While some of our readers outside of China will be looking as beautiful or handsome as ever, many of you are likely to be a little unkempt, sporting a COVID-cut and just off a video call wearing your pyjama pants. That was the situation for many in China during its lockdown too.
When the confinement ended and green QR codes flashed, one of the first places many Chinese consumers went was to their local beauty salon for that long-overdue makeover. Online sales for dental and cosmetic medical services rocketed 3,000% from March 18 to 27 compared to the previous 10 days. There have been reports of long queues for hairdressers, with some barbers skilfully sculpting hair with their snippers, combs and other tools attached to long sticks – appearing less than comfortable for the customer.
It makes sense that sprucing oneself up again is high on the list of to-dos when life gets back to normal. For a start, China has long been obsessed with beauty; it is the second-top spending priority for millennials after socialising. It is also a way for people who had been cooped up, to feel a little more normal and self-confident again.
Many cosmetics and skincare brands were banking on consumers swiftly getting back to their beauty regimes. Although beauty sales dropped 30% on Alibaba’s platform over the lockdown, beauty brand advertising dropped just 14%. Brands used creative and adaptive marketing campaigns to keep consumers engaged with their brands. Livestreaming sessions were particularly popular channels, such as those featuring make-up face mask tutorials amassing 8.2 million viewers on one day, helping drive a 150% increase of eyeshadow palettes sales that week.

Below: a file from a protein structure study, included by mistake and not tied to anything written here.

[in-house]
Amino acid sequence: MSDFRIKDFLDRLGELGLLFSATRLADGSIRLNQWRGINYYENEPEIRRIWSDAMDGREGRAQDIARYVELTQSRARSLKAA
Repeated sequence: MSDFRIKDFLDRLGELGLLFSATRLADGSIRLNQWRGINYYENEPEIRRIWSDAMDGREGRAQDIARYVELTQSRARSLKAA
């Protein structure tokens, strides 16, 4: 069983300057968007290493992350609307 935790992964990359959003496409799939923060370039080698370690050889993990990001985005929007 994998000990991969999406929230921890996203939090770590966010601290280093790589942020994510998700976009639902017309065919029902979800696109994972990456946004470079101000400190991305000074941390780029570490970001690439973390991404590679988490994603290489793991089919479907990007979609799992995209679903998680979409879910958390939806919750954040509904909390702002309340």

Beauty brands who adapted well during the crisis were rewarded. Despite the lockdown, L’Oreal’s China sales between January and March actually increased 6.4% from a year earlier, with skin and haircare products doing well during the confinement period. With things steadily getting back to normal, other beauty items are selling well again, although products such as lipstick are lagging due to consumers wearing face masks in public. Presently, some of the most popular items are eyeliners and eyeshadows which have seen 40% growth for foreign brands on Tmall in Q1 this year.
Like many categories in China, consumers are increasingly seeking out natural, healthy beauty products. These claims were already trending, but have gone up a gear as Chinese consumers are increasingly wanting to live a healthy lifestyle, of which beauty is a part of. This was affirmed by Shiseido recently announcing their new Shanghai R&D centre which will focus on green products.
Like so many things in China, technology, big data and AI is playing an increasing role in marketing and connecting with beauty consumers. The nascent concerns around data privacy from Chinese consumers have subsided due to consumers’ approval of how big data was effectively used to contain the virus. L’Oreal is one company riding on this trend, evolving from just being a beauty company, to pursuing leadership in the ‘beauty tech’ space.
Some of the most exciting consumer innovations in artificial intelligence and augmented reality have come from the beauty segment in China. Yet the opportunities to integrate beauty tech aren’t just the realm of the multinational giants. There are a host of companies creating solutions that can be cleverly incorporated into smaller beauty brands’ propositions. One example is Megvii AI, which launched last week allowing virtual applications of makeup on smartphones integrating into Mini Programs and apps – watch the launch demonstration here.
The promising signals from beauty in China represent a positive direction overall: most consumers aren’t just going to swan around in unkempt states, taking video calls in their underwear – they are making themselves feel good again, looking their best, and getting back to life. China Skinny can assist you with your strategies to ensure your brand is part of that new life, contact us to explore how we can help.
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